4 Ways To Stay In Touch With Your New Student Renters

By Julia D on July 31, 2018

The hard part is over. You’ve managed to fill your vacant units with great student renters, and you’re ready to start off on a great foot. Once your new student renters are all settled into their apartments, you might wonder about the best way to stay in touch with them. It’s helpful to stay in regular contact with your student renters so that they feel comfortable reporting problems to you, asking questions about the property and surrounding areas, and most of all, that they feel supported in their living space.

Here are four ways to stay in touch with your new student renters:

Photo by rawpixel.com from Pexels

1. Implement a portal for your property

Some landlords who own apartment complexes or closed communities (such as gated ones) like to use a portal for communicating with residents. ActiveBuilding, for instance, is an online platform that renters can use to send messages to all residents at once. If you’re throwing a summer block party, post it on the portal. If you want residents to file maintenance requests in a single spot, ask them to submit issues on the portal. The interface also allows you to post tenants’ rent and utility bills that they can pay online through the portal. If you’re interested in a one-stop shop-style platform that can manage nearly everything you associate with managing tenants, a portal like ActiveBuilding or others might be the solution.

2. Hold “tenant appreciation” events

If you’re just looking to get to know your student renters a bit better in a more casual setting, consider throwing more community-building events for your residents. This can be as simple as ordering a few pizzas and sending out an invitation to come out to the courtyard for dinner.

You can make these events as casual or elaborate as you like. College students love free food–appealing to their needs can increase the turnout at your events! Emphasizing that your events will be drop-in style will also entice busy students who would otherwise feel pressured to stay for the entire duration of the event. If you make things easy on potential attendees, more of them will actually show up.

3. Make a Facebook group or mass email list

Need a place to send widespread announcements or gather input from tenants? If you’re not using a portal, consider inviting residents to join a closed Facebook group for your community only. You can also just create a mass email list or Google group including all of your tenants, which makes it easy to update the community on the new LED lights you’re hoping to install in the hallways or remind tenants not to overfill the garbage bins. Gmail and Facebook are both easy, no-fuss ways to stay in touch with your new student renters and disseminate information.

4. Hold check-ins with tenants or distribute surveys

Some landlords are especially attuned to residents’ quality of life, and others have room for improvement. To ensure you are a responsive and receptive property manager yourself, consider holding check-ins with your tenants over the phone or in person. These could be 5 minutes long, and you don’t even have to make them mandatory (although you’ll gather much more data this way).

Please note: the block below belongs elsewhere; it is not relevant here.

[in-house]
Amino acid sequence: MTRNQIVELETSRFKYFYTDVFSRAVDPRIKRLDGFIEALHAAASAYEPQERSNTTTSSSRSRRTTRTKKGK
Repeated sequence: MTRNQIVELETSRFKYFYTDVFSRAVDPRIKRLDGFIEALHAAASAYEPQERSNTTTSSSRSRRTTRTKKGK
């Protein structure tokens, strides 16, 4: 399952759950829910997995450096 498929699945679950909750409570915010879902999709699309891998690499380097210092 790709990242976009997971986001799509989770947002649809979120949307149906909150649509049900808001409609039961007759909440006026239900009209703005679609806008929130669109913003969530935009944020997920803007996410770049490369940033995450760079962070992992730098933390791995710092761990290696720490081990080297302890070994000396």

You can even tailor the check-in to certain topics as needed. For instance, if you’re considering major renovations or upgrades to the property, you can focus on gathering feedback for that particular project. Alternatively, if you simply want to know whether you are doing a solid job managing your tenants’ needs, hold the check-in as an open space for tenants to raise their own concerns or volunteer miscellaneous feedback on their experience.

You may want to come up with a list of points or questions you want to ask your student tenants. Share these questions with tenants ahead of the check-in if you want them to think over their answers. Consider the following:

  • “On a scale of 1-10, how satisfied are you living here?”

  • “What is your favorite/least favorite part of living here?”

  • “Do you feel satisfied with the amount of time it takes our management to respond to maintenance requests?”

  • “What is working especially well for you in your apartment/in our living community? What isn’t working well?

  • “Are there any other issues you would like to share?”

If you don’t have time to hold in-person check-ins, you might convert these questions into a survey that your student renters can fill out. Give them a fairly open time frame in which to complete them, such as three weeks, and allow for the surveys to be optionally anonymous; some people may want to be identified with their feedback, while others might feel more comfortable delivering honest feedback anonymously.

Staying in touch with your student renters doesn’t have to require a lot of energy or time. Try out different methods to see which works for you, your tenants, and your lifestyle.

By Julia Dunn

Uloop Writer
UC Santa Cruz
A writer, editor and educator based in Northern California.

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